It could’ve been the nail in the coffin. Plenty of people would’ve understood if the University decided it was for the best to take a few months off from athletics before reevaluating ahead of the winter.
But no — just a few days later, UNC announced that men’s and women’s basketball, cross country, field hockey, men’s and women’s soccer and volleyball would resume activities on Aug. 23, while football opted to return to practice on Aug. 24. Considering the CDC’s quarantine guidelines recommended 14 days of isolation after coming in contact with a person who has COVID-19, the University's fleeting pause raised questions about how serious things were.
Still, the athletics department marched on like a well-oiled machine, improvising and pulling solutions out of its magician’s hat whenever trouble arose.
The football team went ahead with its revamped 11-game schedule and when UNC-Charlotte called off the Tar Heels’ second game of the season due to several offensive linemen having to quarantine, North Carolina picked up the phones and set up a late-season replacement clash with Western Carolina for the end of the season.
"Charlotte was not able to come because of COVID," Brown said on a Nov. 30 press conference. "So then we said, okay, we just won't play another one. And the ACC office told us that we needed to play another one because we had promised so many TV exposures."
Since then, the Tar Heels seem to have been rolling with the punches.
The football team hasn’t had any additional pauses attributed to coronavirus. The volleyball team postponed a pair of matches against Virginia for about three weeks before eventually facing the Cavaliers after reports that Virginia was dealing with COVID-19 issues.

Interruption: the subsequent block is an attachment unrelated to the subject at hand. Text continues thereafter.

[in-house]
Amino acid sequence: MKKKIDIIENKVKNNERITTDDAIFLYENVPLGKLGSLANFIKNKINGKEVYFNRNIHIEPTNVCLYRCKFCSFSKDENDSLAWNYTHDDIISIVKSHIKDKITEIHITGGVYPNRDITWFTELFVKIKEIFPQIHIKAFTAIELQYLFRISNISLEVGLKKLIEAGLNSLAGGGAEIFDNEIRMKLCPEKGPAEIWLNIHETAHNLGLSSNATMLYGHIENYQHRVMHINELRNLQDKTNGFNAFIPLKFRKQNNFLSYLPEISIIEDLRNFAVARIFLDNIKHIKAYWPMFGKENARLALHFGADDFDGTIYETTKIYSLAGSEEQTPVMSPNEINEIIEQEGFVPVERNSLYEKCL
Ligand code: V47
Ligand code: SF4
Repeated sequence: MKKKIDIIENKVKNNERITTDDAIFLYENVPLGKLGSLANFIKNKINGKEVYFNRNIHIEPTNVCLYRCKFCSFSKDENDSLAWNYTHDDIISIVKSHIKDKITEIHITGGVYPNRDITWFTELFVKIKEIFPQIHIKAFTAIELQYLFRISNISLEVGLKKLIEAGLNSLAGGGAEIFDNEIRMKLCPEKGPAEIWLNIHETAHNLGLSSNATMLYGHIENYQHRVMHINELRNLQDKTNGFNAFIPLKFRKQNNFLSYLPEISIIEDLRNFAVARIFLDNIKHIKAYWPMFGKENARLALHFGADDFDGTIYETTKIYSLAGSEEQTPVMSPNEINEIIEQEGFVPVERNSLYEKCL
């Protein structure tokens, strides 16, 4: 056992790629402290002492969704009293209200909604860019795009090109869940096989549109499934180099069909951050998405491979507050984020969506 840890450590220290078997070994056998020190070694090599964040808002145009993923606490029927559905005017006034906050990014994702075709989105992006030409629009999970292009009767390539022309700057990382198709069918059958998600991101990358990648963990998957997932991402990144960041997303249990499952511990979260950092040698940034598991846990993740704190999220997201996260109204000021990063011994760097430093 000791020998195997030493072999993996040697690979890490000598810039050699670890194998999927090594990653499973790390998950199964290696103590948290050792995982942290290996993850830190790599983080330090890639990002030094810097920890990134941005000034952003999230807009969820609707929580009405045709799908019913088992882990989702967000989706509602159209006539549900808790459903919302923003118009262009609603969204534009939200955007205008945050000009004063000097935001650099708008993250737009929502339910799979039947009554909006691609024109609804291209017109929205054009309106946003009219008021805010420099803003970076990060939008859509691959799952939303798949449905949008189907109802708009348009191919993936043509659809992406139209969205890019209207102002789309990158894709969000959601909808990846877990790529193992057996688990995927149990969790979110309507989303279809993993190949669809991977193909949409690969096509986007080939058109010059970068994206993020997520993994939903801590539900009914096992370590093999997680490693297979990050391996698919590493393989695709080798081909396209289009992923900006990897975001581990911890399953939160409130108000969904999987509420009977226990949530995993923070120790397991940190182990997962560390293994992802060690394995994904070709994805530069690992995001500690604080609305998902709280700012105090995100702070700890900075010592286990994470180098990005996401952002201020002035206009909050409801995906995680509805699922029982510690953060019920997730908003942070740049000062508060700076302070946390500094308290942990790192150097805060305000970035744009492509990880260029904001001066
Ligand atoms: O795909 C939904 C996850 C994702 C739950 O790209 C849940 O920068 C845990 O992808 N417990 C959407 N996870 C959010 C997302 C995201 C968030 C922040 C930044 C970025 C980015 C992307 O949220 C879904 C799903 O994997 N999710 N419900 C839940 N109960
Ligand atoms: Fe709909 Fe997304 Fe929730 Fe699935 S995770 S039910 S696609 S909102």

The women’s soccer team canceled its match against Virginia around the same time and the field hockey team’s contest with Boston College in late October never happened after a BC player tested positive for the virus. If the football team finishes out the remainder of its schedule, these incidents and the UNC-Charlotte game would mark the only athletic events from the school’s updated schedules to be canceled this fall.
In some ways, it’s remarkable the University has been able to conduct as much of these seasons as it has.
Looking ahead to winter and spring sports, though, the men’s basketball team’s season barely got underway before its matchup with Elon, the fifth game of the year, was postponed due to COVID-19 issues within the opposing program.
"It's the world we live in," UNC men's basketball head coach Roy Williams said in a press conference before the start of the season. "I don't like it. I like normalcy. I like a routine. But that's not what we have right now. You can just do everything you can possibly do and still have a slip up. But the process, you need to do everything you can possibly do and be prepared to handle everything as well.”
With COVID-19 cases rising throughout the country, there’s still a cyclical nature to the peaks and valleys of sports right now, even months after UNC teams began returning to campus. Teams can be healthy and in good spirits one week before a positive test and subsequent contact tracing knocks out a chunk of the squad right before a game. Only time will tell how long North Carolina is able to continue riding the high of this trend of no recent cancellations.
Because, as Brown knows from experience, things can change in a split second.
“It just goes from nothing to fast,” Brown said this summer.